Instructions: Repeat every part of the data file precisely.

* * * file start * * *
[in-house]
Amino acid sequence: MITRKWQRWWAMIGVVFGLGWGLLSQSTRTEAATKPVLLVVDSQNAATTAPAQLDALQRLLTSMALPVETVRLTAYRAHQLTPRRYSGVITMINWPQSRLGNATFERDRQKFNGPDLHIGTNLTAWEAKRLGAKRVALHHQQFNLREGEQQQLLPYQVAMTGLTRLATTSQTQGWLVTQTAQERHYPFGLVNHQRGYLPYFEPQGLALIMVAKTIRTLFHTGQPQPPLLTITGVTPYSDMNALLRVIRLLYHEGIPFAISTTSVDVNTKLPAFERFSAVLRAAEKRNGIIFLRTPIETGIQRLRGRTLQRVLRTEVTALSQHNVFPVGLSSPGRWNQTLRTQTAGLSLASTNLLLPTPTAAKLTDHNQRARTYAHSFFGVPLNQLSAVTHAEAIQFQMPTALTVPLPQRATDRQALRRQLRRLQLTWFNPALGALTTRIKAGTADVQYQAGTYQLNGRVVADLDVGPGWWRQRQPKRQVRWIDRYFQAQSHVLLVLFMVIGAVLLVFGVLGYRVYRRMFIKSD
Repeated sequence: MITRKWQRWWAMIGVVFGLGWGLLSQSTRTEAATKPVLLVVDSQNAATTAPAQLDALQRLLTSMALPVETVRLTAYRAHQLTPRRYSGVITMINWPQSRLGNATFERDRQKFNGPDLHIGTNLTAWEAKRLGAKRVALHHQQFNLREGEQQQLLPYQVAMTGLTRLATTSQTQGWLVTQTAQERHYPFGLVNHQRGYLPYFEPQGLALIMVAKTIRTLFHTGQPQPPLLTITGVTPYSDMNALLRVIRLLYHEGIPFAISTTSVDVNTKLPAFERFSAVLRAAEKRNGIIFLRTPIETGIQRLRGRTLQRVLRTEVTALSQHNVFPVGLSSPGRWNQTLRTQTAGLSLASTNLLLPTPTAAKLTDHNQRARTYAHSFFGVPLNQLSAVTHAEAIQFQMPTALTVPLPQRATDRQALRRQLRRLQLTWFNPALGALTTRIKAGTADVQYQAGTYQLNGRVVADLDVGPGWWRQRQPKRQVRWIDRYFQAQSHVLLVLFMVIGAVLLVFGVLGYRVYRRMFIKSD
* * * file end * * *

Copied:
[in-house]
Amino acid sequence: MITRKWQRWWAMIGVVFGLGWGLLSQSTRTEAATKPVLLVVDSQNAATTAPAQLDALQRLLTSMALPVETVRLTAYRAHQLTPRRYSGVITMINWPQSRLGNATFERDRQKFNGPDLHIGTNLTAWEAKRLGAKRVALHHQQFNLREGEQQQLLPYQVAMTGLTRLATTSQTQGWLVTQTAQERHYPFGLVNHQRGYLPYFEPQGLALIMVAKTIRTLFHTGQPQPPLLTITGVTPYSDMNALLRVIRLLYHEGIPFAISTTSVDVNTKLPAFERFSAVLRAAEKRNGIIFLRTPIETGIQRLRGRTLQRVLRTEVTALSQHNVFPVGLSSPGRWNQTLRTQTAGLSLASTNLLLPTPTAAKLTDHNQRARTYAHSFFGVPLNQLSAVTHAEAIQFQMPTALTVPLPQRATDRQALRRQLRRLQLTWFNPALGALTTRIKAGTADVQYQAGTYQLNGRVVADLDVGPGWWRQRQPKRQVRWIDRYFQAQSHVLLVLFMVIGAVLLVFGVLGYRVYRRMFIKSD
Repeated sequence: MITRKWQRWWAMIGVVFGLGWGLLSQSTRTEAATKPVLLVVDSQNAATTAPAQLDALQRLLTSMALPVETVRLTAYRAHQLTPRRYSGVITMINWPQSRLGNATFERDRQKFNGPDLHIGTNLTAWEAKRLGAKRVALHHQQFNLREGEQQQLLPYQVAMTGLTRLATTSQTQGWLVTQTAQERHYPFGLVNHQRGYLPYFEPQGLALIMVAKTIRTLFHTGQPQPPLLTITGVTPYSDMNALLRVIRLLYHEGIPFAISTTSVDVNTKLPAFERFSAVLRAAEKRNGIIFLRTPIETGIQRLRGRTLQRVLRTEVTALSQHNVFPVGLSSPGRWNQTLRTQTAGLSLASTNLLLPTPTAAKLTDHNQRARTYAHSFFGVPLNQLSAVTHAEAIQFQMPTALTVPLPQRATDRQALRRQLRRLQLTWFNPALGALTTRIKAGTADVQYQAGTYQLNGRVVADLDVGPGWWRQRQPKRQVRWIDRYFQAQSHVLLVLFMVIGAVLLVFGVLGYRVYRRMFIKSD